4. Diversion control 150% rule. Thought I should throw this in for completeness. 690.72(B) gives requirements for diversion control which include a second independent means to prevent overcharging, and states that the power rating of the diversion load shall be at least 150% of the power rating of the PV array and that the conductor ampacity and rating of the OCPD for this circuit shall be at least 150% of the maximum current rating of the diversion charge controller.

5. Others appearances of 125%. Not so relevant for this audience, but the 125% factor also appears in article 220, load calculations, and article 430, motors, for calculations and sizing branch circuits and feeders serving motors.

I hope this clarifies this issue for those who need or want to design to the NEC. Please feel free to make any comments or corrections.

Comments

  • BB.BB. Super Moderators, Administrators Posts: 32,596 admin
    Thank you Ethan.

    One point of confusion for me... The 80% derating of the branch circuit loads... For a 15 amp breaker/wire branch circuit, 80% would be 12 amps maximum... Is this only applying to 3+ hour loads?

    Or does this apply to all loads except "starting current"/surge type loads (starting induction motor, etc.).

    Most (common/typical) circuit breakers (as I recall) would typically trip before 3 hours if operated at 100% of rated load (could be minutes to hour or more -- per spec. sheet).

    -Bill
    Near San Francisco California: 3.5kWatt Grid Tied Solar power system+small backup genset
  • solarpatsolarpat Registered Users Posts: 5
    The derating of the branch circuits applies to all the circuits except for "lighting only circuits" You can run 100% on the lighting circuits. And yes you can load the 15 amp circuits to 12 amps max and your 20 amp circuits to 16 amps max.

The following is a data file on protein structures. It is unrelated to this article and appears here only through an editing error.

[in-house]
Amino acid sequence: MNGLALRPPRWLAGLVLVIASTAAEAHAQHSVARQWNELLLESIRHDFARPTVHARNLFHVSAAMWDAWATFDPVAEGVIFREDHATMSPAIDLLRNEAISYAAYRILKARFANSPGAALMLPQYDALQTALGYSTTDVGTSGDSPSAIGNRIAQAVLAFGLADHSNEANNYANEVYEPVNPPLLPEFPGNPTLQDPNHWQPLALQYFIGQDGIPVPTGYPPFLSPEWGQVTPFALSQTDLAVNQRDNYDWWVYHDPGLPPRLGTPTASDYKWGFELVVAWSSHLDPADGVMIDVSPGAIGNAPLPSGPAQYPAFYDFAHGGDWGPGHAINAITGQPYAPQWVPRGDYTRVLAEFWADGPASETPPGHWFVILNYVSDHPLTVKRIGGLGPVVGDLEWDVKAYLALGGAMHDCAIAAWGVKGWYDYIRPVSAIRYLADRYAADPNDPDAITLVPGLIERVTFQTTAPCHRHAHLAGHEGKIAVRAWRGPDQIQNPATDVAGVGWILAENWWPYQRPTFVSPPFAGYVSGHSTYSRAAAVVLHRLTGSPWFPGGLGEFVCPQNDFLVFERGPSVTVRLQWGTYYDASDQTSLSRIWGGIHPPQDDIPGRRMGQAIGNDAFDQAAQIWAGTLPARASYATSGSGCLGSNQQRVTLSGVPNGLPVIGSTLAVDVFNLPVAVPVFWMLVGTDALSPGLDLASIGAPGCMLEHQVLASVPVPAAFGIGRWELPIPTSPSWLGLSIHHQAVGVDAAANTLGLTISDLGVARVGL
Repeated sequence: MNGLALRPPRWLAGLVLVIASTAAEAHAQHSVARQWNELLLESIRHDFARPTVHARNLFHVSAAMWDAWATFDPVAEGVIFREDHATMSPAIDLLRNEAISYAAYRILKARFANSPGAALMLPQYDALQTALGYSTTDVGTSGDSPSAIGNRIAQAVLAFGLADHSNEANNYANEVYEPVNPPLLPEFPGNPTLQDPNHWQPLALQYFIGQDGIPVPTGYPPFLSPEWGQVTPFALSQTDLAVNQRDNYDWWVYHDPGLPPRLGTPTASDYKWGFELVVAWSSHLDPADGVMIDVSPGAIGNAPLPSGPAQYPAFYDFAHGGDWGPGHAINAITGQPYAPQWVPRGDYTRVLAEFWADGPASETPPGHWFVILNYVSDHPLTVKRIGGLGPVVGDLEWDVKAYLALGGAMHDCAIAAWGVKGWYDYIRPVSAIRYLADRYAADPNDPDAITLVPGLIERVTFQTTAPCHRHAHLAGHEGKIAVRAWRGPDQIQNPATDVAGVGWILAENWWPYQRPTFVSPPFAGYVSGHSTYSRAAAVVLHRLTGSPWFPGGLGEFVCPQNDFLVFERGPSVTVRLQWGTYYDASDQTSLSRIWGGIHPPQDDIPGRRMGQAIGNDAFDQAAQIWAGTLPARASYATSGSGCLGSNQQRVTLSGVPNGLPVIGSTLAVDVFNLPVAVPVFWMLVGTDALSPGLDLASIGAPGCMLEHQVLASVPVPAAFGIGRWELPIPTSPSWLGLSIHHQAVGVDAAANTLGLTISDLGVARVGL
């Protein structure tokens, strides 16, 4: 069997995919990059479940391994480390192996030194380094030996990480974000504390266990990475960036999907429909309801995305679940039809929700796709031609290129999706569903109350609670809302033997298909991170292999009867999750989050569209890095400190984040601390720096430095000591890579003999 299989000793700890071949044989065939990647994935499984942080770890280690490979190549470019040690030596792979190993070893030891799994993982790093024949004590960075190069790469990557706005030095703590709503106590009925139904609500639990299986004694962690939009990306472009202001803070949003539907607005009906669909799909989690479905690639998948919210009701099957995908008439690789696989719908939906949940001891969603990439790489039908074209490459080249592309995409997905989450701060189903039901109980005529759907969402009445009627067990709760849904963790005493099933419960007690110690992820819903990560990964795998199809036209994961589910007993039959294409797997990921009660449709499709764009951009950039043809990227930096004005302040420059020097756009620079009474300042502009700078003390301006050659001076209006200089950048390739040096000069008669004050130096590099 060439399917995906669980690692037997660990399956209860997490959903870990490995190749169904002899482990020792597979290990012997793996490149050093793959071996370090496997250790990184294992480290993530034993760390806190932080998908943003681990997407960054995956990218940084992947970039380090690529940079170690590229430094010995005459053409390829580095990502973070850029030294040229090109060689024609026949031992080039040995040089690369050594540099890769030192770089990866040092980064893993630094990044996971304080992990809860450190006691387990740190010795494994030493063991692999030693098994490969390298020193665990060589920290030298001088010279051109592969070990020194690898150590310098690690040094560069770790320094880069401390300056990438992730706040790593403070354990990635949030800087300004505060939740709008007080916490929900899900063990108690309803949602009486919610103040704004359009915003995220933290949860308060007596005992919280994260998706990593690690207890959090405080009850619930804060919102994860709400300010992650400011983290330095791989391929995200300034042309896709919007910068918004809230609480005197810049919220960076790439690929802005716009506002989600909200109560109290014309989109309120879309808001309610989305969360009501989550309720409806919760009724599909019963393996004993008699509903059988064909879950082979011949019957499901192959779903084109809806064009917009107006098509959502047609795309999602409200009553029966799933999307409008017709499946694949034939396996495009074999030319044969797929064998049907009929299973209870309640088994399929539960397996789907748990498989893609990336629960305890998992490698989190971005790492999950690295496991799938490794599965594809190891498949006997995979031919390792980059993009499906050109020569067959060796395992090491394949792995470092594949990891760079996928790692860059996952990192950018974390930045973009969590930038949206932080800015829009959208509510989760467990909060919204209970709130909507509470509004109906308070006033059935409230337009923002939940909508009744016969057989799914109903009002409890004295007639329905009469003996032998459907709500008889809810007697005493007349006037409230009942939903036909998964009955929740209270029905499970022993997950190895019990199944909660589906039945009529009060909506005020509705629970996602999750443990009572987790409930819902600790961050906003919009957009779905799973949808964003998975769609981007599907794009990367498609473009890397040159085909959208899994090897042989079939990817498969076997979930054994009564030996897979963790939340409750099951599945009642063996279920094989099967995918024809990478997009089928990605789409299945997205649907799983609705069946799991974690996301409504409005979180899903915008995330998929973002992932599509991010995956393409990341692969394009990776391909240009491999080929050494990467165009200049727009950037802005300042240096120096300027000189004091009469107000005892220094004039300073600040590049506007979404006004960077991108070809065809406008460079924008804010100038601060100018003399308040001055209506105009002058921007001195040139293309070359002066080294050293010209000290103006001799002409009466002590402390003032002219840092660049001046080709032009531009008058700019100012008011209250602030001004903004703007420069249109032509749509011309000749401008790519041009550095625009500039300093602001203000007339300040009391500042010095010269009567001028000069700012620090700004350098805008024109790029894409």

• Ethan BrushEthan Brush Solar Expert Posts: 235 ✭✭
    Bill,

    Yes the "continuous 125% rule" only applies to loads that are of 3 hour duration or longer. If the time period is less than that, then it is not a continuous load. Technically, I can run 20 amps of lighting on a 20 amp circuit for 2 hours 59 minutes. If I plan on running it for three hours, I can only load it to 16 amps. Starting surges typical of motors and transformers are accounted for by the allowance of a larger OCPD than we are used to for a giving wire size, sometimes as high as 250% larger. Its a common "rookie inspector" mistake to see a 40 amp OCPD serving 12 gauge wire feeding a air conditioning unit and call it a code violation.


    I fully agree with you about being concerned about running an OCPD at or close to its max rating for even durations well under 3 hours. I did some work in a greenhouse where they were having trouble with circuit breakers tripping at 75% loading. It was because of the high ambient temperature in there. There are two things here that I should have mentioned: First, I am just saying what the codes says, not necessarily that it is a good design or should be done that way. Secondly, the current may be calculated from an article 220 load calculation, not by reading your clamp meter. The article 220 figure will generally have quite a bit of fudge and guessing (depending on what we are calculating of course, it could be pretty close to actual in some cases) so that calculated load is not likely to be the actual load.

    Solarpat,

    I do not believe that is correct. I think perhaps you meant the opposite of what you said? For a dwelling unit NEC load calculations, the lighting AND general outlet load is determined by using 3 watts per square foot. It is considered non-continuous, so if you were to work that out and get 60 amps at 120V, that would be 4 15 amp circuits or 3 20 amp circuits - period. An office lighting load would be continuous. I think NEC aticle 220 load calculations are not very relevant for us off grid folks. Most of the time we are dealing with nameplate and more definite values.